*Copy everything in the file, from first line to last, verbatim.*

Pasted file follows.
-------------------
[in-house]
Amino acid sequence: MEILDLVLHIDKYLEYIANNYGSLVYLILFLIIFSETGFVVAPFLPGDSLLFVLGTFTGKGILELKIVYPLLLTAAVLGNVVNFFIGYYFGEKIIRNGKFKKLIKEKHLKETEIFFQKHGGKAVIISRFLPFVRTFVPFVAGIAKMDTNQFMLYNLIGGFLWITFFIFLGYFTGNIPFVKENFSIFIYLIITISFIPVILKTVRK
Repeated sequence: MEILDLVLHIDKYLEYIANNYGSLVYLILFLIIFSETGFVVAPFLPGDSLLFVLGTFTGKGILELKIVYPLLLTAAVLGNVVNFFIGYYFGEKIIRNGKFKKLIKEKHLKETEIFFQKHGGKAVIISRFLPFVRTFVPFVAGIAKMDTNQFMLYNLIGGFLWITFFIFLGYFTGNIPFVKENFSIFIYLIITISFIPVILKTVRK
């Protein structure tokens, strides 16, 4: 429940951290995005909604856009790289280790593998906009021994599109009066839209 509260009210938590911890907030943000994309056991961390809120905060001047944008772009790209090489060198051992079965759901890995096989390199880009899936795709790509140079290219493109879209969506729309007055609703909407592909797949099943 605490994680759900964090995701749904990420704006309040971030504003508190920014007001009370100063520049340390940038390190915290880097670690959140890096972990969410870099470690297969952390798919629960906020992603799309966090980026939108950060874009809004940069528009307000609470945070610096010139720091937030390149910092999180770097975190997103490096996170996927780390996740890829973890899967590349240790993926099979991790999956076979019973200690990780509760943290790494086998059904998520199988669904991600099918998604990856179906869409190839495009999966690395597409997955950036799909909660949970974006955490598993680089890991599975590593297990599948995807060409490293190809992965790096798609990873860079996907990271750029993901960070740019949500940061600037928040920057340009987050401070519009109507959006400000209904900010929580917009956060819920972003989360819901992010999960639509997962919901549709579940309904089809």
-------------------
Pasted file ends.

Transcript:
[in-house]
Amino acid sequence: MEILDLVLHIDKYLEYIANNYGSLVYLILFLIIFSETGFVVAPFLPGDSLLFVLGTFTGKGILELKIVYPLLLTAAVLGNVVNFFIGYYFGEKIIRNGKFKKLIKEKHLKETEIFFQKHGGKAVIISRFLPFVRTFVPFVAGIAKMDTNQFMLYNLIGGFLWITFFIFLGYFTGNIPFVKENFSIFIYLIITISFIPVILKTVRK
Repeated sequence: MEILDLVLHIDKYLEYIANNYGSLVYLILFLIIFSETGFVVAPFLPGDSLLFVLGTFTGKGILELKIVYPLLLTAAVLGNVVNFFIGYYFGEKIIRNGKFKKLIKEKHLKETEIFFQKHGGKAVIISRFLPFVRTFVPFVAGIAKMDTNQFMLYNLIGGFLWITFFIFLGYFTGNIPFVKENFSIFIYLIITISFIPVILKTVRK
């Protein structure tokens, strides 16, 4: 429940951290995005909604856009790289280790593998906009021994599109009066839209 509260009210938590911890907030943000994309056991961390809120905060001047944008772009790209090489060198051992079965759901890995096989390199880009899936795709790509140079290219493109879209969506729309007055609703909407592909797949099943 605490994680759900964090995701749904990420704006309040971030504003508190920014007001009370100063520049340390940038390190915290880097670690959140890096972990969410870099470690297969952390798919629960906020992603799309966090980026939108950060874009809004940069528009307000609470945070610096010139720091937030390149910092999180770097975190997103490096996170996927780390996740890829973890899967590349240790993926099979991790999956076979019973200690990780509760943290790494086998059904998520199988669904991600099918998604990856179906869409190839495009999966690395597409997955950036799909909660949970974006955490598993680089890991599975590593297990599948995807060409490293190809992965790096798609990873860079996907990271750029993901960070740019949500940061600037928040920057340009987050401070519009109507959006400000209904900010929580917009956060819920972003989360819901992010999960639509997962919901549709579940309904089809």